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John Calvin – Our Only Comfort In Light Of The Law

31 Jan

But just because the iniquity and condemnation of us all is sealed by the law’s testimony, this is no reason for us to fall into despair and with despondent heart to dash to destruction. That we have indeed been condemned by the law’ judgment the apostle testifies, “that every mouth may be stopped and the whole world may be subject to God.” He teaches the same thing elsewhere: “god has consigned all to unbelief,” not to lose them or even to let them perish, “but that he might have mercy on all.” The Lord, therefore, with the faithfulness of his power and mercy consoles us, having warned us through the law both of our weakness and our impurity. And this is in his Christ, through whom he shows himself a kindly and propitious Father to us. For in the law he is recompensed of perfect righteousness alone, of which we are all destitute. On the other hand, he appears as a severe judge of crimes. But in Christ his countenance shines full of grace and kindness even toward poor and unworthy sinners. For he has given this wonderful example of his boundless love, by showing us his own Son, and in him has disclosed all the treasures of his mercy and goodness.

~John Calvin~






Calvin’s Catechism (1538) – Reformed Confessions of the 16th and 17th Centuries in English Translation, Vol. 1: 1523-1552 (Grand Rapids, MI: Reformation Heritage Books, 2008), 418-419.

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Charles Spurgeon – The Sine Qua Non of Gospel Ministry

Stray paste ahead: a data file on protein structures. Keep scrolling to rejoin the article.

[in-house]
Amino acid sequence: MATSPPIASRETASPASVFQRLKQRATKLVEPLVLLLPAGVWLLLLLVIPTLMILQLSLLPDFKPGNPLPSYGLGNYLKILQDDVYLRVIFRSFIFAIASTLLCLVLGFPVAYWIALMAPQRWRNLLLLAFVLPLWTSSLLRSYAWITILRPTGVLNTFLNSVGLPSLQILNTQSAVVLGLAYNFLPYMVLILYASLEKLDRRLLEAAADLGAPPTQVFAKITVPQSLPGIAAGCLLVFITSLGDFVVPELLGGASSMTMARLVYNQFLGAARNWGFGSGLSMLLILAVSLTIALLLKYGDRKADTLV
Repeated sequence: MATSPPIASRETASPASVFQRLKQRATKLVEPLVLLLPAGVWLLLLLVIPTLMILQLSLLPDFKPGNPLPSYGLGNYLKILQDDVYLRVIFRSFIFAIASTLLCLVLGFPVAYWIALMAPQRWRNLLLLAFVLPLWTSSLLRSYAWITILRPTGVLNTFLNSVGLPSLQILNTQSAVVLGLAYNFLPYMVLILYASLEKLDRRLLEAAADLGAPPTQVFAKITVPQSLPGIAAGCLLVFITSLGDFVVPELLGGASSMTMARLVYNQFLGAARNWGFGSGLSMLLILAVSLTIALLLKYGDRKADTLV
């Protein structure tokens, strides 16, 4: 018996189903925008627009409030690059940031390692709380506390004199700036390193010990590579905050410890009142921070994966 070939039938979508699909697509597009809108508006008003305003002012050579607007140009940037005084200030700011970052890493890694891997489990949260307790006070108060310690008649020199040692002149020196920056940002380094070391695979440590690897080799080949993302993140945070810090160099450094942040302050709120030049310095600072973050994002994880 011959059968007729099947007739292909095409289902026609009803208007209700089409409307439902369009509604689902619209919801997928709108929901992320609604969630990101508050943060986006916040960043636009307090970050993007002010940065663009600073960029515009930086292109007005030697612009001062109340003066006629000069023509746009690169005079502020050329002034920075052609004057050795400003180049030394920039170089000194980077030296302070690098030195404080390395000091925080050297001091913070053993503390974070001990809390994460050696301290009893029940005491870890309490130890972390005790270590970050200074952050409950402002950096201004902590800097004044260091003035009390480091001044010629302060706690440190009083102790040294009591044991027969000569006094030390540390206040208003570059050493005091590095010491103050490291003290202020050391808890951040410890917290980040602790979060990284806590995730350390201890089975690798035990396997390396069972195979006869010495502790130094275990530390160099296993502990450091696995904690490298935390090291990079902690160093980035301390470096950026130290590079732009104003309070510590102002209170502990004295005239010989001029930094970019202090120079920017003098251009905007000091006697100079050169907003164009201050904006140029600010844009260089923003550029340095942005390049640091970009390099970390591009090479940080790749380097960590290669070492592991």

26 Jun

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That a teacher of the gospel should first be a partaker of it is a simple truth, but at the same time a rule of the most weighty importance… No amount of fees paid to learned doctors, and no amount of classics received in return, appear to us to be evidences of a call from above. True and genuine piety is necessary as the first indispensable requisite; whatever “call” a man may pretend to have, if he has not been called to holiness, he certainly has not been called to the ministry… Conversion is a sine qua non in a minister. Ye aspirants to our pulpits, “ye must be born again.”… Believe me, it is no child’s play to “make your calling and election sure.” The world is full of counterfeits, and swarms with panderers to carnal self-conceit, who gather around a minister as vultures around a carcass. Our own hearts are deceitful, so that truth lies not on the surface, but must be drawn up from the deepest well. We must search ourselves very anxiously and very thoroughly, lest by any means after having preached to others we ourselves should be castaways.

~Charles Spurgeon~